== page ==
Growing old gracefully with Kathy Burke

When the news is saturated by various Castlebar Burkes violating court orders and being dragged into custody by the Guards, as a descendant of the De Burgo clan myself, it’s a relief to have representation from a branch of the (very) extended family who talks sense.

Kathy Burke was back on Channel 4 last Wednesday and Thursday with another documentary series, following last year’s insightful All Woman, and 2021’s Money Talks. This one was inspired by Kathy turning 58, which had her thinking about the societal and personal impacts of getting older.

Kathy Burke: Growing Up was divided into two parts, with the actor concentrating on and talking to older people on Wednesday, and then the younger cohort on Thursday. She spoke to people of all walks of life, with different concerns and opinions about aging, with an uplifting and hopeful end result.

The main takeaway from Wednesday night was that the concept of old, and middle-age has shifted a lot over the past few years. Burke declared that many of her younger friends insist that middle age no longer starts at around 40, but rather late 50s and early 60s, which doesn’t exactly track chronologically but is good news for this de Búrca, who is facing down her fifth decade in a few years’ time.

People are living better, longer, a fact that was driven home by Lewisham pensioner Bridget, who said she was “retired, not expired!” Burke met a septuagenarian dominatrix, who supplements her pension, and therefore mortgage, with her later-in-life calling. She also met another Bridget, a model in her 80s, who was in no doubt about the certain restrictions that come with aging, but who was also vibrant and full of life.

As well as older people with interesting stories to tell, and famous friends Jennifer Saunders and Bill Bailey, Burke also chatted to University of Greenwich lecturer Rania Hafez, who professed that even in this day and age society tends to value youth over experience, even when the pension age has gone up and you haven’t retired, are still producing and not solely consuming, even if that consumption comes from years of tax contributions and general societal impacts.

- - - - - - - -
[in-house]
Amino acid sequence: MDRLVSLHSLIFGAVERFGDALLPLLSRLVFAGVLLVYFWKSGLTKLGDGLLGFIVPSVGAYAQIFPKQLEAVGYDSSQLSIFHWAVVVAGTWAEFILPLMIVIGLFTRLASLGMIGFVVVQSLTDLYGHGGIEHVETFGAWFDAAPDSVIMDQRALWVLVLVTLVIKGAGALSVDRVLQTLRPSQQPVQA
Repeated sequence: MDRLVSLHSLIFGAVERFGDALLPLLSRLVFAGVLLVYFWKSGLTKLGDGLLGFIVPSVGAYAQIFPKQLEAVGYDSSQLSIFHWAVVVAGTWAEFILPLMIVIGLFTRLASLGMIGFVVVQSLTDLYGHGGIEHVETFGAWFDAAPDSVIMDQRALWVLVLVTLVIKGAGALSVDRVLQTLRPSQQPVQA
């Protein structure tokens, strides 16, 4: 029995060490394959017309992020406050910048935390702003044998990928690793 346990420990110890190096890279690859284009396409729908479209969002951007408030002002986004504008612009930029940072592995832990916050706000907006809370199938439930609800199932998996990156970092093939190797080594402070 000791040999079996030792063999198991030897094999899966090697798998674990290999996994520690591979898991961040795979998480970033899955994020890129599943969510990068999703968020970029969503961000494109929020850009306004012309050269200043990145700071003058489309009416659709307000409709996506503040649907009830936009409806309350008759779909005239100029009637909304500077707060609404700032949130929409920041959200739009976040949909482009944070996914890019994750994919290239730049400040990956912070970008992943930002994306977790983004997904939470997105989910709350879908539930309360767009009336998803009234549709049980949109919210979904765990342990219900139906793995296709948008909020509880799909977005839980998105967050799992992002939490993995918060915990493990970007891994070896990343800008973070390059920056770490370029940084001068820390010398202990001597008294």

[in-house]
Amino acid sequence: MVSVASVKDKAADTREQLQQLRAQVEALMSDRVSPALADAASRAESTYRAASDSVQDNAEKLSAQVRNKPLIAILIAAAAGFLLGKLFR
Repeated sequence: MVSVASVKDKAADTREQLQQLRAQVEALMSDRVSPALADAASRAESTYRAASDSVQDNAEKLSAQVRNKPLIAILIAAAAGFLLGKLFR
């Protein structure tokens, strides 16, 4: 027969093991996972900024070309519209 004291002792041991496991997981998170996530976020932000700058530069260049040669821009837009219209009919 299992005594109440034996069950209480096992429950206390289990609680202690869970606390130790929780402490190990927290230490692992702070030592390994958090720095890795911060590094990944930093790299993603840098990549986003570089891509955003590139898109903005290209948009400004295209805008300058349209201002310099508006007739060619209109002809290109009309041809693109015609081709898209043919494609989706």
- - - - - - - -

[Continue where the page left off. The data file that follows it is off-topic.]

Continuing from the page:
Kathy Burke. Photo via The Guardian

In part two Kathy meets people in their twenties who are living life quite differently from when she was the same age, discovering if she was a punk or a mod while trying to find work as an actress. Atlanta is an independent delivery driver working in the gig economy, and Kathy spends an afternoon with an ecologically concerned young woman living on a houseboat.

It’s the weaker of the two episodes, with subjects such as Gen Z’s contempt for baby boomers and their perceived lack of accountability for driving the world into climate crisis being re-treat and re-worn. Burke lends an inquisitive listening ear to the younger people as well as the old, but seems marginally more interested in the older cohort who have the experience and wisdom to wax lyrical about the state of the world that the younger lack, despite being more clued in to world affairs than ever before.

Growing Up was a cheerful programme made highly enjoyable by Burke’s attentive, friendly, no-nonsense demeanour and interactions with her interview subjects, but my favourite parts were probably her own anecdotes and asides, as well as her lovely birthday reunion with life-long friend Diane.

It wasn’t hugely enlightening, giving little time to the experts in their fields who might have provided interesting knowledge on intergenerational differences, but that heavy-handed stuff was ultimately for another programme.

While Burke’s programme about the aging process was possibly made more upbeat by the fact that it was filmed in the bright summer sunshine and not the dismal grey of winter, The Diplomat (Alibi, Tuesdays), highlights the murky underground of Barcelona, while being set in sunny Spain.

Sophie Rundle in The Diplomat

The political thriller, also available on Now, stars The Bodyguard’s Sophie Rundle as a diplomat who helps British nationals out of scrapes. When a young barman is found dead his father immediately suspects murder, and it is this investigation that unearths corruption and illegal activity among the glossy high-flyers of Catalonia.

The Diplomat isn’t prestige TV, but it has enough glamour, sex and intrigue to pass an hour on an early spring evening.

  • First published in The Tuam Herald on 15.03.23

One response to “What I Watched: Growing Up and The Diplomat”

  1. NOTHING BUT A NUMBER – Beirt Avatar

    […] recent Channel 4 documentary fronted by Kathy Burke (which I reviewed here), even asked if middle-age in the 21st Century doesn’t begin until the mid-late 50s, even […]

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